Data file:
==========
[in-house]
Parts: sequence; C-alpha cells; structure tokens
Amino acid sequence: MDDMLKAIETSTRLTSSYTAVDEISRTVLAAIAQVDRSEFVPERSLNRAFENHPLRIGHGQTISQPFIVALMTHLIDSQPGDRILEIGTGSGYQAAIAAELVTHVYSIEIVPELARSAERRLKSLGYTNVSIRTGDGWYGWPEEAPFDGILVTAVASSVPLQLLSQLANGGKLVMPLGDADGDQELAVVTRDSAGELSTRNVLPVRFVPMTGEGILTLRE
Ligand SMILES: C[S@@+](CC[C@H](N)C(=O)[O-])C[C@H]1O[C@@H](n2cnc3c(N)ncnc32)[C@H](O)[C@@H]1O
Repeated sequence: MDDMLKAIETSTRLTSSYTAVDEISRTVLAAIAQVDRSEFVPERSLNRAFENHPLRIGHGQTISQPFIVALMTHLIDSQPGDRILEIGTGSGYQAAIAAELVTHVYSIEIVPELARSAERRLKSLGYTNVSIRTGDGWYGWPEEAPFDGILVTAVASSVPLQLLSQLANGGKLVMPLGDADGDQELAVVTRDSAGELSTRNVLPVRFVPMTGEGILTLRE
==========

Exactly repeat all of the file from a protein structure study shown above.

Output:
[in-house]
Parts: sequence; C-alpha cells; structure tokens
Amino acid sequence: MDDMLKAIETSTRLTSSYTAVDEISRTVLAAIAQVDRSEFVPERSLNRAFENHPLRIGHGQTISQPFIVALMTHLIDSQPGDRILEIGTGSGYQAAIAAELVTHVYSIEIVPELARSAERRLKSLGYTNVSIRTGDGWYGWPEEAPFDGILVTAVASSVPLQLLSQLANGGKLVMPLGDADGDQELAVVTRDSAGELSTRNVLPVRFVPMTGEGILTLRE
Ligand SMILES: C[S@@+](CC[C@H](N)C(=O)[O-])C[C@H]1O[C@@H](n2cnc3c(N)ncnc32)[C@H](O)[C@@H]1O
Repeated sequence: MDDMLKAIETSTRLTSSYTAVDEISRTVLAAIAQVDRSEFVPERSLNRAFENHPLRIGHGQTISQPFIVALMTHLIDSQPGDRILEIGTGSGYQAAIAAELVTHVYSIEIVPELARSAERRLKSLGYTNVSIRTGDGWYGWPEEAPFDGILVTAVASSVPLQLLSQLANGGKLVMPLGDADGDQELAVVTRDSAGELSTRNVLPVRFVPMTGEGILTLRE